Ohio's Sesquicentennial

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Ohio Sesquicentennial Parade.jpg
Parade held in Youngstown, Ohio celebrating the Ohio Sesquicentennial in 1953. The festivities marked 150 years since the founding of Ohio in 1803.

In 1953, Ohio celebrated the 150th anniversary of its statehood. The state sponsored a number of events to celebrate this occasion. First, the state government began to erect markers across Ohio that described prominent people and events in the history of the state. In 2003, the state renewed and expanded this program to commemorate Ohio's bicentennial. In 1953, the state government also issued a commemorative license plate, and the United States Postal Service issued a commemorative stamp. Many Ohio communities held their own celebrations of the sesquicentennial.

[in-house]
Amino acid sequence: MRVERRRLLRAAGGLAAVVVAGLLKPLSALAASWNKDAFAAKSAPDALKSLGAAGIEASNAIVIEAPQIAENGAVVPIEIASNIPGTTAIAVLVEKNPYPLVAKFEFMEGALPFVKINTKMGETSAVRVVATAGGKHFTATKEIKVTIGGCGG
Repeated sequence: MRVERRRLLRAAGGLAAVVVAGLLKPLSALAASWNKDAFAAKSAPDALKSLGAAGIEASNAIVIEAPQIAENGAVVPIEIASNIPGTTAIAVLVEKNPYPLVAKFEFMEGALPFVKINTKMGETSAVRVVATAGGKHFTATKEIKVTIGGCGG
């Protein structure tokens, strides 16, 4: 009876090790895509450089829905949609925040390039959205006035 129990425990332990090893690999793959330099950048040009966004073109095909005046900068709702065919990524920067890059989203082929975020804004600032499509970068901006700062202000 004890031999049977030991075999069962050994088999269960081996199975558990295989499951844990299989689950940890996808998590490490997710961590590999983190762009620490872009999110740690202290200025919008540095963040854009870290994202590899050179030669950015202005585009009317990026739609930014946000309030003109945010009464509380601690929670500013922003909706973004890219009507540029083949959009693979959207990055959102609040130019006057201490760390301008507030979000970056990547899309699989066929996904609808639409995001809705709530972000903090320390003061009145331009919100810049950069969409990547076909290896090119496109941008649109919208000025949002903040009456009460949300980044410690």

During Ohio's sesquicentennial, it was asserted that the United States Congress had never formally approved Ohio's admittance to the United States, and that Ohio was therefore not a state. These stories were not true. On February 19, 1803, the United States Congress passed an act stating that the citizens of Ohio had adopted a constitution in accordance with the 1802 enabling act and the said state had become one of the United States of America. Doubters of Ohio's statehood contended that the Congress never issued a formal announcement of Ohio's statehood, as it did for all future states. While this is true, the official announcement was unnecessary for Ohio's statehood. In 1953, President Dwight D. Eisenhower ended the debate by formally announcing Ohio's statehood as of March 1, 1803.


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